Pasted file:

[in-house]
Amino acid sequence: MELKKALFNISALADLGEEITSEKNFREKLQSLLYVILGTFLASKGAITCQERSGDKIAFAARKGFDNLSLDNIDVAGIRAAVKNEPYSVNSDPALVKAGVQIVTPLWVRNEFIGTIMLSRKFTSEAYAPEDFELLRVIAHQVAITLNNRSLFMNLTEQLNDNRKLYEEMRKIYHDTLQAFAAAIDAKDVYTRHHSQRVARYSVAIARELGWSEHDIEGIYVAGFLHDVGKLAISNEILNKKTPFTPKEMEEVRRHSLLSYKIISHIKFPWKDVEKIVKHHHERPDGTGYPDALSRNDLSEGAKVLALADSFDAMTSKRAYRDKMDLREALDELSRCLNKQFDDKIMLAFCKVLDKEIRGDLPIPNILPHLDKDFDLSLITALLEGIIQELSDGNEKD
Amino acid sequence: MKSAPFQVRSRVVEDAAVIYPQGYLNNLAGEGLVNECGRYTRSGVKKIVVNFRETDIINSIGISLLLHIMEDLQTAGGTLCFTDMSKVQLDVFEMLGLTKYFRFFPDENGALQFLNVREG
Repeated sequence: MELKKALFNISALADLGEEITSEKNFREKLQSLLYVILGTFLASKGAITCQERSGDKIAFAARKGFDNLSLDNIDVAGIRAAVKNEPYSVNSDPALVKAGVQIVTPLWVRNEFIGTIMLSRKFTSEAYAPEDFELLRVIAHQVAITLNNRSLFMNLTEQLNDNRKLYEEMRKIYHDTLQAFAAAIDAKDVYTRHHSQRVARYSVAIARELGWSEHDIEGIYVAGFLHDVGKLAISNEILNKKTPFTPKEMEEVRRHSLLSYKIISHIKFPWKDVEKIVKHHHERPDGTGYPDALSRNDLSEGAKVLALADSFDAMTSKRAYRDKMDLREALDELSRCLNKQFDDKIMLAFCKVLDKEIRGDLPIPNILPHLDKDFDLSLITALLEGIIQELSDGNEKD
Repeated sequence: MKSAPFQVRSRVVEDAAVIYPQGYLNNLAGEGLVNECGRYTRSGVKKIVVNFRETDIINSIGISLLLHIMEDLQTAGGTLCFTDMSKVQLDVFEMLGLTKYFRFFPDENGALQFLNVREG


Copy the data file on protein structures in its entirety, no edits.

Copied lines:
[in-house]
Amino acid sequence: MELKKALFNISALADLGEEITSEKNFREKLQSLLYVILGTFLASKGAITCQERSGDKIAFAARKGFDNLSLDNIDVAGIRAAVKNEPYSVNSDPALVKAGVQIVTPLWVRNEFIGTIMLSRKFTSEAYAPEDFELLRVIAHQVAITLNNRSLFMNLTEQLNDNRKLYEEMRKIYHDTLQAFAAAIDAKDVYTRHHSQRVARYSVAIARELGWSEHDIEGIYVAGFLHDVGKLAISNEILNKKTPFTPKEMEEVRRHSLLSYKIISHIKFPWKDVEKIVKHHHERPDGTGYPDALSRNDLSEGAKVLALADSFDAMTSKRAYRDKMDLREALDELSRCLNKQFDDKIMLAFCKVLDKEIRGDLPIPNILPHLDKDFDLSLITALLEGIIQELSDGNEKD
Amino acid sequence: MKSAPFQVRSRVVEDAAVIYPQGYLNNLAGEGLVNECGRYTRSGVKKIVVNFRETDIINSIGISLLLHIMEDLQTAGGTLCFTDMSKVQLDVFEMLGLTKYFRFFPDENGALQFLNVREG
Repeated sequence: MELKKALFNISALADLGEEITSEKNFREKLQSLLYVILGTFLASKGAITCQERSGDKIAFAARKGFDNLSLDNIDVAGIRAAVKNEPYSVNSDPALVKAGVQIVTPLWVRNEFIGTIMLSRKFTSEAYAPEDFELLRVIAHQVAITLNNRSLFMNLTEQLNDNRKLYEEMRKIYHDTLQAFAAAIDAKDVYTRHHSQRVARYSVAIARELGWSEHDIEGIYVAGFLHDVGKLAISNEILNKKTPFTPKEMEEVRRHSLLSYKIISHIKFPWKDVEKIVKHHHERPDGTGYPDALSRNDLSEGAKVLALADSFDAMTSKRAYRDKMDLREALDELSRCLNKQFDDKIMLAFCKVLDKEIRGDLPIPNILPHLDKDFDLSLITALLEGIIQELSDGNEKD
Repeated sequence: MKSAPFQVRSRVVEDAAVIYPQGYLNNLAGEGLVNECGRYTRSGVKKIVVNFRETDIINSIGISLLLHIMEDLQTAGGTLCFTDMSKVQLDVFEMLGLTKYFRFFPDENGALQFLNVREG